Voters Must Turn Out for Seattle’s School Board Election

by Erin Okuno 

This year’s election will fundamentally change the way public education happens in Seattle. Three of the seven school board seats are up for election with only one incumbent running, the Mayor’s race is open with no incumbent (unless Mayor Murray declares a write-in candidacy), and the two at-large City Council seats are also up for election with only one incumbent running. With change being imminent to City Hall and the Seattle School District there is an opportunity to press a racial equity education agenda and reshape education in our city.

Three school board races up for vote are:

  • District IV, no incumbent—Belltown, South Lake Union, Queen Anne, Magnolia, Ballard.
  • District V, no incumbent—International District, Downtown, Capitol and First Hill, Central District, Madrona.
  • District VII, currently held by Director Betty Patu—SE Seattle. Finishing second term.

In primary school board elections only voters living in the districts of the race can vote. The primary election is August 1,  ballots will be mailed July 12. Southeast Seattle voters will be able to vote for school board District VII.  Betty Patu currently holds the seat and will face challengers Chelsea Byers and Tony Hemphill.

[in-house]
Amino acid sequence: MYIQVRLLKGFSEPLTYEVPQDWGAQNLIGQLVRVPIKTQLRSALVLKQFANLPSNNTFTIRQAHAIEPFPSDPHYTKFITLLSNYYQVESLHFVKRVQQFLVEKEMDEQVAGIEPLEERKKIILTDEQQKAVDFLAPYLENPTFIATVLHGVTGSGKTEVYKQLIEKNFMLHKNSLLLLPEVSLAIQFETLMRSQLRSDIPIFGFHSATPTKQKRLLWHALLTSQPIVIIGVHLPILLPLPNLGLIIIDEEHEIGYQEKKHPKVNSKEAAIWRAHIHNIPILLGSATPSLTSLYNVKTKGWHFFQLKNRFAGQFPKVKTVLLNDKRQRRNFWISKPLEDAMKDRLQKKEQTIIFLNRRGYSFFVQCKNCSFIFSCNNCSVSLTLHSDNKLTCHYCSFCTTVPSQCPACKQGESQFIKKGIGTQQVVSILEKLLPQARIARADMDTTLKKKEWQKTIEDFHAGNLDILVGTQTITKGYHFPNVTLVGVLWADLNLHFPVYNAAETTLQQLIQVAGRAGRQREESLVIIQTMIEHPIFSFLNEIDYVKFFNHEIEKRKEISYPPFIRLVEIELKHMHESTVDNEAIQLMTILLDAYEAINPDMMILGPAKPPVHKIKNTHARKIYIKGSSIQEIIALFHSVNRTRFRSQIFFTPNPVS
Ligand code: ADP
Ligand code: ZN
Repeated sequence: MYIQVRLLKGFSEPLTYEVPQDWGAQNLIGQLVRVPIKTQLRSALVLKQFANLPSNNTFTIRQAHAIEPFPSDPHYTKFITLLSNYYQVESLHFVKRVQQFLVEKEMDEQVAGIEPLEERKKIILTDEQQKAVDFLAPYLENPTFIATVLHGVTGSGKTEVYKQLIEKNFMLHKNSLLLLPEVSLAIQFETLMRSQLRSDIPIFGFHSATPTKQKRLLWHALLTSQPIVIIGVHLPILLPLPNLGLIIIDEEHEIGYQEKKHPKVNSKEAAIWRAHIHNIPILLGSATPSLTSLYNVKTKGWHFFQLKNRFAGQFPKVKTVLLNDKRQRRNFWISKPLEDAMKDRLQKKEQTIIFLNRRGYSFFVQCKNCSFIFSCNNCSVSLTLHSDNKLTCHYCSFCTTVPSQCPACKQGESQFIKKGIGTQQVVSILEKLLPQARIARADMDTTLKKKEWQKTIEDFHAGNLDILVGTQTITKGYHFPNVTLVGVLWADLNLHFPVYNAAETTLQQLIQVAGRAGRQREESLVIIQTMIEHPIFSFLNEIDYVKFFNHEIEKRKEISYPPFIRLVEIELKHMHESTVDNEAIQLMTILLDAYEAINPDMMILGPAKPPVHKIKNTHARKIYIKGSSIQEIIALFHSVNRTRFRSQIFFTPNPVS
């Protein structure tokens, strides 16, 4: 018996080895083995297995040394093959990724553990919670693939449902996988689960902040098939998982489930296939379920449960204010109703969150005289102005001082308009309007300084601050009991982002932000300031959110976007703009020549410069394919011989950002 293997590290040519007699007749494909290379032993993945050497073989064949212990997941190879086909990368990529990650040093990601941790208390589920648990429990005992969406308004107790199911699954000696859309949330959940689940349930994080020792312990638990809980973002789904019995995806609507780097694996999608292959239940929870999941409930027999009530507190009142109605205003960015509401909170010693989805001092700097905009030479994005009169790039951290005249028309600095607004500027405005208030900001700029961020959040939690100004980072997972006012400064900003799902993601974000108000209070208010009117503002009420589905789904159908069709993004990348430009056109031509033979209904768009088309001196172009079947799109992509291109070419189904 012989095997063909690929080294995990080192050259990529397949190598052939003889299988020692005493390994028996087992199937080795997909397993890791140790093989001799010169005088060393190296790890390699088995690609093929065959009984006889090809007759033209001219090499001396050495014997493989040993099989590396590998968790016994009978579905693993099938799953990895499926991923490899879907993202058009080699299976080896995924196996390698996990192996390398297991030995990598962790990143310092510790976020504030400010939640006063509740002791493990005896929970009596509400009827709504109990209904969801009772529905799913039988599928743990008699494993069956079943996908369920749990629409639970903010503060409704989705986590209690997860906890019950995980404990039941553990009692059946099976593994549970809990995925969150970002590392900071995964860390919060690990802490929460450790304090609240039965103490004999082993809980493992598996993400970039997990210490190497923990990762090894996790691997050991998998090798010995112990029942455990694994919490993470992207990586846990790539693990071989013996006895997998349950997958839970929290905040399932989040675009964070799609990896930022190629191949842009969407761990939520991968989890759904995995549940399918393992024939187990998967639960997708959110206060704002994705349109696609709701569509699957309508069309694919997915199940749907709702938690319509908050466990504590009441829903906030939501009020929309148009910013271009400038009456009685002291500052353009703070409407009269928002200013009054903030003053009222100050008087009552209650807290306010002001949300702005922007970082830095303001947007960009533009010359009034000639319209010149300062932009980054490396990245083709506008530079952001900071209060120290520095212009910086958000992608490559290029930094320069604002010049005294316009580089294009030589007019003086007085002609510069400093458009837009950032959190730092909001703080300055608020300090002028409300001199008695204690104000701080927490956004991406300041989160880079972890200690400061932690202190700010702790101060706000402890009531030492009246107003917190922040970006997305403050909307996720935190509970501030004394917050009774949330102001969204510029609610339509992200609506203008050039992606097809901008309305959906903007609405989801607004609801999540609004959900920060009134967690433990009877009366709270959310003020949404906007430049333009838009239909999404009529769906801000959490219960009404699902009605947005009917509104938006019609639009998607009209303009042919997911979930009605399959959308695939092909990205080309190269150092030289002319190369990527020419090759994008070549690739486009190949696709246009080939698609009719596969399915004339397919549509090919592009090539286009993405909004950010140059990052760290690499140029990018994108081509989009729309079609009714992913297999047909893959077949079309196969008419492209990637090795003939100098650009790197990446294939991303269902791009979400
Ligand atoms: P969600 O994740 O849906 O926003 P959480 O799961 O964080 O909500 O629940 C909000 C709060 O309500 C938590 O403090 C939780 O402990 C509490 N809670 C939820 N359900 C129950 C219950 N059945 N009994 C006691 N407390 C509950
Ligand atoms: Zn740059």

The top-two candidates will move forward to a citywide general election where all Seattle voters can weigh in on each school district seats. School board directors serve four-year terms, attending board meetings on Wednesday nights and other committee and constituent meetings. They are expected to govern in the best interest of all students, not just families in their districts.

As the school board and city council and mayor’s races move forward it is especially important to ask the candidates questions and listen to their answers around how they plan to govern for educational racial equity, and how will they work to be inclusive of historically marginalized communities of color, including disabilities, LGQBT, homeless, foster children, special education, chronically ill, and many others.